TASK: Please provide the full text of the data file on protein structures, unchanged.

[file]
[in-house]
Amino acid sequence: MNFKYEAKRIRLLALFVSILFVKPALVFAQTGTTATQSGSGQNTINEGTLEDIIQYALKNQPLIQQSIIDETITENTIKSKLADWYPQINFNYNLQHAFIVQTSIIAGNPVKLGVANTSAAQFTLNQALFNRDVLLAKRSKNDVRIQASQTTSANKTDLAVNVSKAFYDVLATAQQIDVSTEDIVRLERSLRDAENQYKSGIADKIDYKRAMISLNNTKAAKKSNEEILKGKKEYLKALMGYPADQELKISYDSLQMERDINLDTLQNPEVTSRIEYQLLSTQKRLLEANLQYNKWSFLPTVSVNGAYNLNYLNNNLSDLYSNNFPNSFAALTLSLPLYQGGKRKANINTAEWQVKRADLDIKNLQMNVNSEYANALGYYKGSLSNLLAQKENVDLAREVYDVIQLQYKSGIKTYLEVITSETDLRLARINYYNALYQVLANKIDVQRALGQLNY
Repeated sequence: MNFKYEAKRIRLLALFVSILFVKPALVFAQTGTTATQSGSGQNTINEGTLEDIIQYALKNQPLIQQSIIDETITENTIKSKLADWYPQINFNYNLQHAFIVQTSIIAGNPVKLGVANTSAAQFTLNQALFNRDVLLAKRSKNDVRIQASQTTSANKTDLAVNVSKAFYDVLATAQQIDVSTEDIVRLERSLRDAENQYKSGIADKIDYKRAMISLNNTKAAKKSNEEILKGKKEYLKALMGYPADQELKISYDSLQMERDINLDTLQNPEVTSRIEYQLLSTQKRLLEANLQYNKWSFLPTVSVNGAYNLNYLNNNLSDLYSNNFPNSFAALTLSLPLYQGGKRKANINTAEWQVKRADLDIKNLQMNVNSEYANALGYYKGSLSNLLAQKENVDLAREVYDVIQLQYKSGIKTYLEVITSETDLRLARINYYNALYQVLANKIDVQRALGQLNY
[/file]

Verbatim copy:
[in-house]
Amino acid sequence: MNFKYEAKRIRLLALFVSILFVKPALVFAQTGTTATQSGSGQNTINEGTLEDIIQYALKNQPLIQQSIIDETITENTIKSKLADWYPQINFNYNLQHAFIVQTSIIAGNPVKLGVANTSAAQFTLNQALFNRDVLLAKRSKNDVRIQASQTTSANKTDLAVNVSKAFYDVLATAQQIDVSTEDIVRLERSLRDAENQYKSGIADKIDYKRAMISLNNTKAAKKSNEEILKGKKEYLKALMGYPADQELKISYDSLQMERDINLDTLQNPEVTSRIEYQLLSTQKRLLEANLQYNKWSFLPTVSVNGAYNLNYLNNNLSDLYSNNFPNSFAALTLSLPLYQGGKRKANINTAEWQVKRADLDIKNLQMNVNSEYANALGYYKGSLSNLLAQKENVDLAREVYDVIQLQYKSGIKTYLEVITSETDLRLARINYYNALYQVLANKIDVQRALGQLNY
Repeated sequence: MNFKYEAKRIRLLALFVSILFVKPALVFAQTGTTATQSGSGQNTINEGTLEDIIQYALKNQPLIQQSIIDETITENTIKSKLADWYPQINFNYNLQHAFIVQTSIIAGNPVKLGVANTSAAQFTLNQALFNRDVLLAKRSKNDVRIQASQTTSANKTDLAVNVSKAFYDVLATAQQIDVSTEDIVRLERSLRDAENQYKSGIADKIDYKRAMISLNNTKAAKKSNEEILKGKKEYLKALMGYPADQELKISYDSLQMERDINLDTLQNPEVTSRIEYQLLSTQKRLLEANLQYNKWSFLPTVSVNGAYNLNYLNNNLSDLYSNNFPNSFAALTLSLPLYQGGKRKANINTAEWQVKRADLDIKNLQMNVNSEYANALGYYKGSLSNLLAQKENVDLAREVYDVIQLQYKSGIKTYLEVITSETDLRLARINYYNALYQVLANKIDVQRALGQLNY